But I always have my door key in my pocket. Whenever I leave the house, even if I’m just putting the washing out, it goes in my left pocket. Without fail.
And ANYWAY, we hadn’t even really left the house. It was just a leisurely chat outside in our little square garden. During spring and summer the garden becomes a vital extra room in our tiny house. We’d even left the front door wide open while we chatted with the health visitor, who’d come to see how we were doing in our early parenting.
Maybe I was too slow to register that our two-year-old had got bored and skipped back into the house. All I remember seeing was his gleeful face, concealed suddenly by the front door, which he’d flung enthusiastically shut.
The health visitor and you and I stood there, taking in what had just happened. And you said to me, “have you got your key?”
Because I always have my key. It’s in my left pocket, without fail. Even when I’m only putting out the washing.
But my ears have a memory. They have a memory of the door jangling and tinkling as it slammed shut. The keys still swinging in the mortice lock inside.
“I do not have my key.”
We hadn’t even really left the house, you see.
So there you were, on all fours at the catflap, trying to calm our now sobbing two-year-old.
And the health visitor was probably thinking, “I’m a health visitor; am I allowed to go at this point? I’ve got appointments.”
And just at that moment, while the health visitor and I were standing there, and you were on all fours, our neighbour, the school caretaker, appeared with his wife Rachael. They were on their way to work.
“He’s just locked himself in,” I said.
“You might have to smash a window,” said Rachael.
From the street down the hill. There’d been a clank while she was talking. The unmistakeable clank of a ladder. Who knew a ladder clank was unmistakeable? It is. Of course! The house on the street down the hill was being repainted!
I raced down the hill. “Hiya,” I said breathlessly to the decorator, who had already adopted the position of someone trying not to be seen. “I don’t suppose I could borrow your ladder?”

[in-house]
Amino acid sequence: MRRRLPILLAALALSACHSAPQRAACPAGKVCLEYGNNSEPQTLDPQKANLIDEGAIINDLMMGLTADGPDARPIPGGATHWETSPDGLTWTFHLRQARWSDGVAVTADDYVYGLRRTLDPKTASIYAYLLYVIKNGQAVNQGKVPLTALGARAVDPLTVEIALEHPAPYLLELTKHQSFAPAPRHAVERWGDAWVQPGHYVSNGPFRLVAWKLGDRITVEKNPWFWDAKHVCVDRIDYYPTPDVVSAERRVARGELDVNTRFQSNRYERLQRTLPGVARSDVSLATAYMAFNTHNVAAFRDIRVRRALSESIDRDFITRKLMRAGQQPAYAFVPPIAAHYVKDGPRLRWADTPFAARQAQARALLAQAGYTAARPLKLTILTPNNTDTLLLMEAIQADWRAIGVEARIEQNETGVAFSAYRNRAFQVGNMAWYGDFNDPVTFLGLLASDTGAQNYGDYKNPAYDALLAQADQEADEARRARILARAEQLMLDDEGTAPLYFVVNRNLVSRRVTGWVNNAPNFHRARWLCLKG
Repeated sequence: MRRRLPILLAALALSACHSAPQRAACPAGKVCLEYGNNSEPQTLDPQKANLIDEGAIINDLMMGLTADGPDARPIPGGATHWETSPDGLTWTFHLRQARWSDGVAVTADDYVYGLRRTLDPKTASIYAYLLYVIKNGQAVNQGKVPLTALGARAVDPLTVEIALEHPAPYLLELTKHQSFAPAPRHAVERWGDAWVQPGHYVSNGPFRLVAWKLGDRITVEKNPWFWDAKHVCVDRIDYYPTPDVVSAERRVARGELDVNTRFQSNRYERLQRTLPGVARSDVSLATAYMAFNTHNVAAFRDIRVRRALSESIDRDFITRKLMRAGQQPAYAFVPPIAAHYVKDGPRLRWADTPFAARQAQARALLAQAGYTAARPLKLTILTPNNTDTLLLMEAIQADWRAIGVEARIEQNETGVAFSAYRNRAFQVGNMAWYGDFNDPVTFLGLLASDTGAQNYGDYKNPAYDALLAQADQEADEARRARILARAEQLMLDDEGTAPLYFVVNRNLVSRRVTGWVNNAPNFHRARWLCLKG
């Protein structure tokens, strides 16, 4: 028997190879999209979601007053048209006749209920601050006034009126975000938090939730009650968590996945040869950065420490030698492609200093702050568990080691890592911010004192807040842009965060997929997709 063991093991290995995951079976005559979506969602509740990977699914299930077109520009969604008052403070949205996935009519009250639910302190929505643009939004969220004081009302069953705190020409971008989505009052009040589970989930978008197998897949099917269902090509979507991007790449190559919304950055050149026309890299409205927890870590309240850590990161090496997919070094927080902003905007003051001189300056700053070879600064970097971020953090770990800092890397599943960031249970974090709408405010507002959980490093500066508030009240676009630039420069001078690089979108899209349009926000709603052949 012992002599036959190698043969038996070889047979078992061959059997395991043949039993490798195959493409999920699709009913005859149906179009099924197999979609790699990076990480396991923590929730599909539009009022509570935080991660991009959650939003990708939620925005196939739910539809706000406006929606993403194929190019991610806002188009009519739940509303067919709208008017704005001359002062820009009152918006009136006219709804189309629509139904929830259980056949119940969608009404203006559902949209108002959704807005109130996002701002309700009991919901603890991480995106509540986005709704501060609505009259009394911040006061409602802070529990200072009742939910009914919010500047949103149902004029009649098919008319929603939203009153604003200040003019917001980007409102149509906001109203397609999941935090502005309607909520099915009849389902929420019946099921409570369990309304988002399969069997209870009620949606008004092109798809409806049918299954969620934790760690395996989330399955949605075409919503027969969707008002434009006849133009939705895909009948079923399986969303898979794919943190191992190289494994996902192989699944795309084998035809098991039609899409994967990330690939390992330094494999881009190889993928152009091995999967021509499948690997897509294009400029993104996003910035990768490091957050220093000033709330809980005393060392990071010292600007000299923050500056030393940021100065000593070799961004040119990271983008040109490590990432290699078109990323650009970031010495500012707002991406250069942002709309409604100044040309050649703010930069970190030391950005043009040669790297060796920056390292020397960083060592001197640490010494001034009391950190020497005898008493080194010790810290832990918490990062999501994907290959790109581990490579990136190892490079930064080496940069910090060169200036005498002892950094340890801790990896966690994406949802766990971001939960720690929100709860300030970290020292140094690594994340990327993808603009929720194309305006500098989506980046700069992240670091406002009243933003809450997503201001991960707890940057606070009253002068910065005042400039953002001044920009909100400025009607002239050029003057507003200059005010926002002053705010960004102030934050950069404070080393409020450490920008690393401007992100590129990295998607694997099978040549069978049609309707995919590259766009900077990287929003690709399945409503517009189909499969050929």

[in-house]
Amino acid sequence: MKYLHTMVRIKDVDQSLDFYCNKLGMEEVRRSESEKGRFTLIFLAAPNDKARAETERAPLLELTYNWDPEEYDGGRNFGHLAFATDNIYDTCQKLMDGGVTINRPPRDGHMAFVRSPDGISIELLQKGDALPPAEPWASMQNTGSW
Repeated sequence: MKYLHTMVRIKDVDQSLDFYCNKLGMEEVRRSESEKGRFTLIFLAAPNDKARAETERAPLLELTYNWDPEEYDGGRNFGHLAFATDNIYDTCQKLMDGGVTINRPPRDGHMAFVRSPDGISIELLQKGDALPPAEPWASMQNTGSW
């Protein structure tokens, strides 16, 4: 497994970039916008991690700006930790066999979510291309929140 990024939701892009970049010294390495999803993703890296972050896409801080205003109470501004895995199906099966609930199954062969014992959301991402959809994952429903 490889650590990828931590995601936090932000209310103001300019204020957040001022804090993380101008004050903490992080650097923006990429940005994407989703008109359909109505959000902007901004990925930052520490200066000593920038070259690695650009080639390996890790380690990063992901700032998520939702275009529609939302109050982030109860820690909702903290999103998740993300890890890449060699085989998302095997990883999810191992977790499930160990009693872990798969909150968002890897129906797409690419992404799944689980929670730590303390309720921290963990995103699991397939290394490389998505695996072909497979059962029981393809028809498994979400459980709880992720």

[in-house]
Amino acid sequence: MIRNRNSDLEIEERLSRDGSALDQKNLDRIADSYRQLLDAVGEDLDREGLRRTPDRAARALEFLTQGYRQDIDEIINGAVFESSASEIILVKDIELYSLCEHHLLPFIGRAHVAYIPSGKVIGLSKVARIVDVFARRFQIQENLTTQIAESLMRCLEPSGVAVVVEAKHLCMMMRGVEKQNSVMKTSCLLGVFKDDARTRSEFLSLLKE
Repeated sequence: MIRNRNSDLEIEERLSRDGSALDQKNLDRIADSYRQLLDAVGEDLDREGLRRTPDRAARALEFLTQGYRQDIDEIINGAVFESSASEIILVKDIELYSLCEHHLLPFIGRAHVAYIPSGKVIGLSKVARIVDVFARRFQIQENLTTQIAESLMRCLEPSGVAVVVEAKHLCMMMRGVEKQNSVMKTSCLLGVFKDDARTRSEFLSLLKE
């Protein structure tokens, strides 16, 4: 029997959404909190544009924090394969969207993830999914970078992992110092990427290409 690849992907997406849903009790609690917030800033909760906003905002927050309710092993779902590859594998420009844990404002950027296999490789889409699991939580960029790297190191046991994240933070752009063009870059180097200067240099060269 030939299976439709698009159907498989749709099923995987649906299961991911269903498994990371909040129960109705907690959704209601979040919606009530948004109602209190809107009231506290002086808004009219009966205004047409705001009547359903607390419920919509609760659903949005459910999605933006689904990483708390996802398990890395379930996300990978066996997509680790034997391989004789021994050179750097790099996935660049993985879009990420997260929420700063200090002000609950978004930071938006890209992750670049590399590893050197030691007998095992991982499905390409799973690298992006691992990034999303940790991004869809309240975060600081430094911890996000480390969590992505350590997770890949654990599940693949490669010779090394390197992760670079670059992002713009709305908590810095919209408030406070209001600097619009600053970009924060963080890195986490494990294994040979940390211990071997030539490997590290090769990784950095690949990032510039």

“No,” he said.
“It’s just . . .” I said, “my two-year-old’s locked himself in our house, and I really need to break in and get to him.”
“Oh,” he said, with maximum reluctance, “go on, then.”
Back up the hill I clanked with the ladder, back to the health visitor and you and the caretaker and Rachael.
And anyway, it turned out to be a good thing I hadn’t got round to fixing the catch on our bedroom window since 2005. Up the ladder-happy caretaker went, wielding a wire coat-hanger fetched and refashioned by Rachael. He opened the window easily.
He came down, and I agreed to go up and in through the window, because our bedroom was such a mess, and we were all a bit embarrassed about that.
And I must admit, your cat-flap calming worked wonders, as our two-year-old didn’t bat an eyelid when I came down the stairs and opened the front door from the inside.
And the health visitor and the caretaker and Rachael all went off to work with a grin and a wink, and the ladder and I clanked back down the hill while you strode in to comfort the two-year-old who no longer needed comforting at all.
And anyway, if all that hadn’t happened, my friend Dominic wouldn’t have said, “Have you read ‘Alfie Gets In First’ by Shirley Hughes? It has exactly that situation.”
And so I might not have encountered it, and read it every night for a month on the express request of our two-year-old.
And I wouldn’t have been able to make him laugh by doing a wobbly voice when Alfie locked himself in his house and cried, and when Alfie’s sister Annie-Rose was locked out of the house and cried.
And he would never have learned about how clever Alfie was in stopping crying and fetching his little footstool and using it to reach the latch and open the door.
And if all that hadn’t happened, in the following months I might not have learned my lesson and always, always taken my key with me, even when I was putting the washing out; even when we were having little sit-downs in the garden with visitors.
And ANYWAY, taking the bins out isn’t really going out; I don’t even put my shoes on for that. I can do it in my socks on a dry day.
I got down on all fours and peered in through the cat-flap. “Hello . . . ?”
“You’ve shut the door again.”
“Now. Can you remember Alfie? Can you remember what he does? Can you remember he gets his stool and opens the door? Will you try that for me?”
Less than a minute it took for him to get his footstool and open that door.
From my heart, thank you Shirley Hughes.
And happy birthday.